Instead, MOE suggested four ways to let children “fly on their own”.
These include letting children do their own homework without feeding them answers, letting them develop their own achievable goals like those for grades, allowing them to stand up for themselves if they make mistakes such as forgetting their homework, and finally, letting them know that it is OK to fail.
Several Facebook users shared the post, saying it was helpful information. One user, Mr Zaimie, said in his shared post that he loves the message being put across.
“Parents, you might be helicopter parents, you know. Sometimes your child needs to learn the hard way to be aware of their mistakes.”
Others, however, were more sceptical.
Jeremiah Lee Mun Choon commented that letting kids know it is all right to fail should be done only in the right context.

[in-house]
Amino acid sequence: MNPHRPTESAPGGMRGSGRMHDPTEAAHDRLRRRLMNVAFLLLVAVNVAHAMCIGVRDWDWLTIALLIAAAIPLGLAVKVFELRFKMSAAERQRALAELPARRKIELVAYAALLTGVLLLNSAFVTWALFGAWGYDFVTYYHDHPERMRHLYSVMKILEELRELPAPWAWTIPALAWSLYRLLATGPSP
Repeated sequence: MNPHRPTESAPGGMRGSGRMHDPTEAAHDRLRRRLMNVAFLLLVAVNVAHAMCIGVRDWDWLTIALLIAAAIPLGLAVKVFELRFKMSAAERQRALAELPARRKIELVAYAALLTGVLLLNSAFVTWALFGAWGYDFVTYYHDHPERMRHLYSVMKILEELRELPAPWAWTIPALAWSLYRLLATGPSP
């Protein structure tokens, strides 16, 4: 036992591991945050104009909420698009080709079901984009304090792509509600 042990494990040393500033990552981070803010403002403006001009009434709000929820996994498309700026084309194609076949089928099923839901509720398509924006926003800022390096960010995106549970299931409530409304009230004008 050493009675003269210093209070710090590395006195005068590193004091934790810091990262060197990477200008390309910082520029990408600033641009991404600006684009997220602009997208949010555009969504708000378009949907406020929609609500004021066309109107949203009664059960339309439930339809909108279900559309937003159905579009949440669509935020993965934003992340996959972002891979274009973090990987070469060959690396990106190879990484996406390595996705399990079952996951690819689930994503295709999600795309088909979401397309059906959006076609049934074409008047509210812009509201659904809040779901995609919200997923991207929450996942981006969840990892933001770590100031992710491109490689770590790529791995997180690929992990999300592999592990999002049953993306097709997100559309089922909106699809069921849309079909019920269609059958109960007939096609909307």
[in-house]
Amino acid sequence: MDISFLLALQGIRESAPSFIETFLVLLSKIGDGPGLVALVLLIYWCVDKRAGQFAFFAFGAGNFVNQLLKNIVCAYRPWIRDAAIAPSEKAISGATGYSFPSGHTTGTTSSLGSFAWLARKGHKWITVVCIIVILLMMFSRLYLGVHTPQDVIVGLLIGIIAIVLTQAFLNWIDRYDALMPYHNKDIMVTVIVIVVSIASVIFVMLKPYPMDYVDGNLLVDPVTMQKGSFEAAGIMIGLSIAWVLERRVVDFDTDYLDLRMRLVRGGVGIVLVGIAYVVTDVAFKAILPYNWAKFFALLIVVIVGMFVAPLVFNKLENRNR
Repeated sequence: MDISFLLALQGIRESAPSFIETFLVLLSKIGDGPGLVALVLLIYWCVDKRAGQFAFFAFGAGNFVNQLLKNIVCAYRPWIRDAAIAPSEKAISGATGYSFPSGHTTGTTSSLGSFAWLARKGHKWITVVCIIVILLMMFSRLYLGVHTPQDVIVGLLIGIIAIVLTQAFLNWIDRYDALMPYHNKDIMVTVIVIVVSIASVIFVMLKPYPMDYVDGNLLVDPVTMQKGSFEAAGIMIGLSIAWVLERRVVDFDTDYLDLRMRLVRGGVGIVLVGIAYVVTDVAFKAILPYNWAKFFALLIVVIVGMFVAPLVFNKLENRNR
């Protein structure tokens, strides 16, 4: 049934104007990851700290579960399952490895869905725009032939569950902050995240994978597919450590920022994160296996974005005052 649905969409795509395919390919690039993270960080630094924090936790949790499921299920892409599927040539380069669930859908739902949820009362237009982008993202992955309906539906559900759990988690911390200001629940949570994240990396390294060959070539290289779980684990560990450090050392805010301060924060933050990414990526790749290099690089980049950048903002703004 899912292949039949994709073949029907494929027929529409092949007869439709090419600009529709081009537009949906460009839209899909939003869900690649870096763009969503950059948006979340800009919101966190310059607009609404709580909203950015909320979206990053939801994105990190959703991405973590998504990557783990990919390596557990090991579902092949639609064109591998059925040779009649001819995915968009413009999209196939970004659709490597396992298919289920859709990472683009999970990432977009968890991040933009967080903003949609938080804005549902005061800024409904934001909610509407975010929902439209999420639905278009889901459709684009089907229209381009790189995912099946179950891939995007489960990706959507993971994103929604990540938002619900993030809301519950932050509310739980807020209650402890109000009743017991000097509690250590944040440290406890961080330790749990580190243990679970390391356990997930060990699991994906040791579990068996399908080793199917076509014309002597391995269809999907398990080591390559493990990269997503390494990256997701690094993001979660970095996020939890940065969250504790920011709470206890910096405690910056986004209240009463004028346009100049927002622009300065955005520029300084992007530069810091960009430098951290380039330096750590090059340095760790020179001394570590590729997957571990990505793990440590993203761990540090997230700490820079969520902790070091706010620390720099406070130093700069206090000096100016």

“It’s OK to fail if the impact is small and not OK to fail when the damage is huge,” he wrote.
Regan Waits commented that the information was “very positive and helpful” for parents, but only when it is also accepted in society.
“Society’s and the education system’s view of education and failure has to change before anyone or anything else can,” she wrote.
The Straits Times previously reported that MOE is making a shift away from academic achievements towards broadening opportunities for students to discover their interests and talents, and developing life skills and a love for learning.
One major move is the Primary School Leaving Examination (PSLE) revamp, which will do away with the aggregate score in 2021 and no longer grade children relative to one another.
In April last year, Minister for Education (Schools) Ng Chee Meng said in his speech to Parliament during the debate on his ministry’s budget: “We want to cultivate a generation of young people who grow up with a sense of curiosity and a love for learning… asking both the ‘whys’ and the ‘why nots’.”
A version of this article first appeared in The Straits Times.
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